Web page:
The late fall sunlight was beginning to fail me down in the canyon bottom. I wished I had been there an hour earlier, or two. But I wasn’t. I would have to see what I could make do with what I had left.
So I hiked down the mere 0.7 mile from the parking lot and trailhead down to Katsina (Kachina) Bridge. A beautiful winding trail that drops 400 feet in elevation in that short distance.
Crossing the shallow riffle flowing out of the mouth of Armstrong Canyon, I hiked up onto the sand bench above the stream, then down onto the floor of White Canyon. The approach to Kachina Bridge, awesome as always.
The Fremont Cottonwood trees to the left were already in shadow. Darn. I’d wanted them lit up by the low sun. But now it was too low for that. Still, the combination of sunlight and shadow on the western face of the bridge was interesting. I was rather pleased with the composition.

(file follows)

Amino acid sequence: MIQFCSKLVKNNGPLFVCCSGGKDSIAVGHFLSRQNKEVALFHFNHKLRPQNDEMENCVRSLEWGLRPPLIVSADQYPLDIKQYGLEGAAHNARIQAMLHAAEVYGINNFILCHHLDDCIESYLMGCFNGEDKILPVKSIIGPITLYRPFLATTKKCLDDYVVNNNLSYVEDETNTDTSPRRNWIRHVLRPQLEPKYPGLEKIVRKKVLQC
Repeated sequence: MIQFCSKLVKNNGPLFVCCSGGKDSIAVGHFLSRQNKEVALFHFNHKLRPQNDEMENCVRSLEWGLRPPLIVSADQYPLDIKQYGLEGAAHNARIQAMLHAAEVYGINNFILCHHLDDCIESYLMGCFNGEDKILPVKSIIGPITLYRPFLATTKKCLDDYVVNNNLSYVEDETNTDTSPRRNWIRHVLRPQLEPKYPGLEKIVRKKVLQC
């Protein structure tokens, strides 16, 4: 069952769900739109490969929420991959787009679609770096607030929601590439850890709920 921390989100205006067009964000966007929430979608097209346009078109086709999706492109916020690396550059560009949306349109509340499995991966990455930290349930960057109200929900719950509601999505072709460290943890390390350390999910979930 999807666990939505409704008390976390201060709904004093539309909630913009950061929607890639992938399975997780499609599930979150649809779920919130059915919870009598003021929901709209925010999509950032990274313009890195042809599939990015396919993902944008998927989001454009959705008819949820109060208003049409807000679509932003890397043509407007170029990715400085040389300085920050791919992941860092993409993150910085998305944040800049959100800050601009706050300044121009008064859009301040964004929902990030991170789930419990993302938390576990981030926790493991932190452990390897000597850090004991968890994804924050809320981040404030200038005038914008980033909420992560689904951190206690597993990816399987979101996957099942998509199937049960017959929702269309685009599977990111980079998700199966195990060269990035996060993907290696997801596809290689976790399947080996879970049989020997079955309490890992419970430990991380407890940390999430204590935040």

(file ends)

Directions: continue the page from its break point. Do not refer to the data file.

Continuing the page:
I walked underneath Kachina herself, to the far side of the stream and up the opposite sandy bank. Turning around, the pool of water beneath the bridge reflected those cottonwood trees still lit up by the sun, dazzling with their fall colors.
Satisfied that I’d done what I could given the conditions, I returned up the trail. The lung-exercising, sweaty climb back up. Partway up I met a group of NOLS (National Outdoor Leadership School) backpackers. They were going up White Canyon and then Deer Canyon. They use Natural Bridges as part of their trip. I quizzed the leader a little bit about where they had come from and where they were going to camp. Then I let them move on, because they were running low on daylight.
Further up the trail, in sunlight again, I stopped to admire some of the small tree species in their fall colors glory. Their leaves would very soon be on the ground, quickly losing their color.
Photo location: Natural Bridges National Monument, San Juan County, Utah.
© Copyright 2015 Stephen J. Krieg